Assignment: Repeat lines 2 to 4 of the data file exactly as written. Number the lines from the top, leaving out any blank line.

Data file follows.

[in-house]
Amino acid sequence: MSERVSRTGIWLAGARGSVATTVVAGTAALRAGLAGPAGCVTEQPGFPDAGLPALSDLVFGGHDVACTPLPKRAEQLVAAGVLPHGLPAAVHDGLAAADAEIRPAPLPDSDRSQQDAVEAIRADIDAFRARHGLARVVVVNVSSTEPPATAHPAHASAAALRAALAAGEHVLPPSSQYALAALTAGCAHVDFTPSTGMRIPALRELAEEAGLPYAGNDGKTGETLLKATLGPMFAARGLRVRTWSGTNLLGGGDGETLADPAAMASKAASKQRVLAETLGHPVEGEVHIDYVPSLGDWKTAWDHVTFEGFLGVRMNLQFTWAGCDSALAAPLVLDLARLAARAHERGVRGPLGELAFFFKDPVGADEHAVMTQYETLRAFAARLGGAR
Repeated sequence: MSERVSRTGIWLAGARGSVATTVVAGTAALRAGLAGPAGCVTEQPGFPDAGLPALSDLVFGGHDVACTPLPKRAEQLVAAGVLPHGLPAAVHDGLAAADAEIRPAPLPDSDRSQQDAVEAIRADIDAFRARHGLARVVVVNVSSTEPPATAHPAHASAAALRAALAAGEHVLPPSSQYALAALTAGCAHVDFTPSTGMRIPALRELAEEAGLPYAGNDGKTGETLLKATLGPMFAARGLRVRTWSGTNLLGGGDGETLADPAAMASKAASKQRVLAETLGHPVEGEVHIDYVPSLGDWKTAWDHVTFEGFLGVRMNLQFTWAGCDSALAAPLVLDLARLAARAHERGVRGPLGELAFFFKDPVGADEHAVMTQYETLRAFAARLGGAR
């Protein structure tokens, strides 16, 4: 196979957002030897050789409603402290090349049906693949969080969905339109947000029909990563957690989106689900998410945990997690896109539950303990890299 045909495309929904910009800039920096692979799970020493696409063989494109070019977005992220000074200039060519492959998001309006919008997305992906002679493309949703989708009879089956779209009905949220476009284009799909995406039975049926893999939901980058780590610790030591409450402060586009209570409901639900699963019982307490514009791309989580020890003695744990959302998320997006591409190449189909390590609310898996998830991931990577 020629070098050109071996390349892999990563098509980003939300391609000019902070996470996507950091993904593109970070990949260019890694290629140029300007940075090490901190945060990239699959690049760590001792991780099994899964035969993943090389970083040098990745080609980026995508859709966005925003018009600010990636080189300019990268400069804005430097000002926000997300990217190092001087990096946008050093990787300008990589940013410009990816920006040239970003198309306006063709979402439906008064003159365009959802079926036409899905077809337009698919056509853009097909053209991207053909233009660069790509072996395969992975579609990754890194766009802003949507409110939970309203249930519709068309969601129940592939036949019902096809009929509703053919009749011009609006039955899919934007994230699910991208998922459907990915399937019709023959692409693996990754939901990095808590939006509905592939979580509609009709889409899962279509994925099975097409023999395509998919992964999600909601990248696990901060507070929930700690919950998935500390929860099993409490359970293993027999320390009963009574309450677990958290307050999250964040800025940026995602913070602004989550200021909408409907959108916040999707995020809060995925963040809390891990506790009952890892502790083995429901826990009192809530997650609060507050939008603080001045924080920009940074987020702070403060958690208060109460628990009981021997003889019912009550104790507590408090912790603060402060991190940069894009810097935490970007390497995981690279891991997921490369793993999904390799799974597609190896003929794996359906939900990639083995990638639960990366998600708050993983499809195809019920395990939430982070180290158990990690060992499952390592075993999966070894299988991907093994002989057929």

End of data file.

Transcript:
Amino acid sequence: MSERVSRTGIWLAGARGSVATTVVAGTAALRAGLAGPAGCVTEQPGFPDAGLPALSDLVFGGHDVACTPLPKRAEQLVAAGVLPHGLPAAVHDGLAAADAEIRPAPLPDSDRSQQDAVEAIRADIDAFRARHGLARVVVVNVSSTEPPATAHPAHASAAALRAALAAGEHVLPPSSQYALAALTAGCAHVDFTPSTGMRIPALRELAEEAGLPYAGNDGKTGETLLKATLGPMFAARGLRVRTWSGTNLLGGGDGETLADPAAMASKAASKQRVLAETLGHPVEGEVHIDYVPSLGDWKTAWDHVTFEGFLGVRMNLQFTWAGCDSALAAPLVLDLARLAARAHERGVRGPLGELAFFFKDPVGADEHAVMTQYETLRAFAARLGGAR
Repeated sequence: MSERVSRTGIWLAGARGSVATTVVAGTAALRAGLAGPAGCVTEQPGFPDAGLPALSDLVFGGHDVACTPLPKRAEQLVAAGVLPHGLPAAVHDGLAAADAEIRPAPLPDSDRSQQDAVEAIRADIDAFRARHGLARVVVVNVSSTEPPATAHPAHASAAALRAALAAGEHVLPPSSQYALAALTAGCAHVDFTPSTGMRIPALRELAEEAGLPYAGNDGKTGETLLKATLGPMFAARGLRVRTWSGTNLLGGGDGETLADPAAMASKAASKQRVLAETLGHPVEGEVHIDYVPSLGDWKTAWDHVTFEGFLGVRMNLQFTWAGCDSALAAPLVLDLARLAARAHERGVRGPLGELAFFFKDPVGADEHAVMTQYETLRAFAARLGGAR
């Protein structure tokens, strides 16, 4: 196979957002030897050789409603402290090349049906693949969080969905339109947000029909990563957690989106689900998410945990997690896109539950303990890299 045909495309929904910009800039920096692979799970020493696409063989494109070019977005992220000074200039060519492959998001309006919008997305992906002679493309949703989708009879089956779209009905949220476009284009799909995406039975049926893999939901980058780590610790030591409450402060586009209570409901639900699963019982307490514009791309989580020890003695744990959302998320997006591409190449189909390590609310898996998830991931990577 020629070098050109071996390349892999990563098509980003939300391609000019902070996470996507950091993904593109970070990949260019890694290629140029300007940075090490901190945060990239699959690049760590001792991780099994899964035969993943090389970083040098990745080609980026995508859709966005925003018009600010990636080189300019990268400069804005430097000002926000997300990217190092001087990096946008050093990787300008990589940013410009990816920006040239970003198309306006063709979402439906008064003159365009959802079926036409899905077809337009698919056509853009097909053209991207053909233009660069790509072996395969992975579609990754890194766009802003949507409110939970309203249930519709068309969601129940592939036949019902096809009929509703053919009749011009609006039955899919934007994230699910991208998922459907990915399937019709023959692409693996990754939901990095808590939006509905592939979580509609009709889409899962279509994925099975097409023999395509998919992964999600909601990248696990901060507070929930700690919950998935500390929860099993409490359970293993027999320390009963009574309450677990958290307050999250964040800025940026995602913070602004989550200021909408409907959108916040999707995020809060995925963040809390891990506790009952890892502790083995429901826990009192809530997650609060507050939008603080001045924080920009940074987020702070403060958690208060109460628990009981021997003889019912009550104790507590408090912790603060402060991190940069894009810097935490970007390497995981690279891991997921490369793993999904390799799974597609190896003929794996359906939900990639083995990638639960990366998600708050993983499809195809019920395990939430982070180290158990990690060992499952390592075993999966070894299988991907093994002989057929």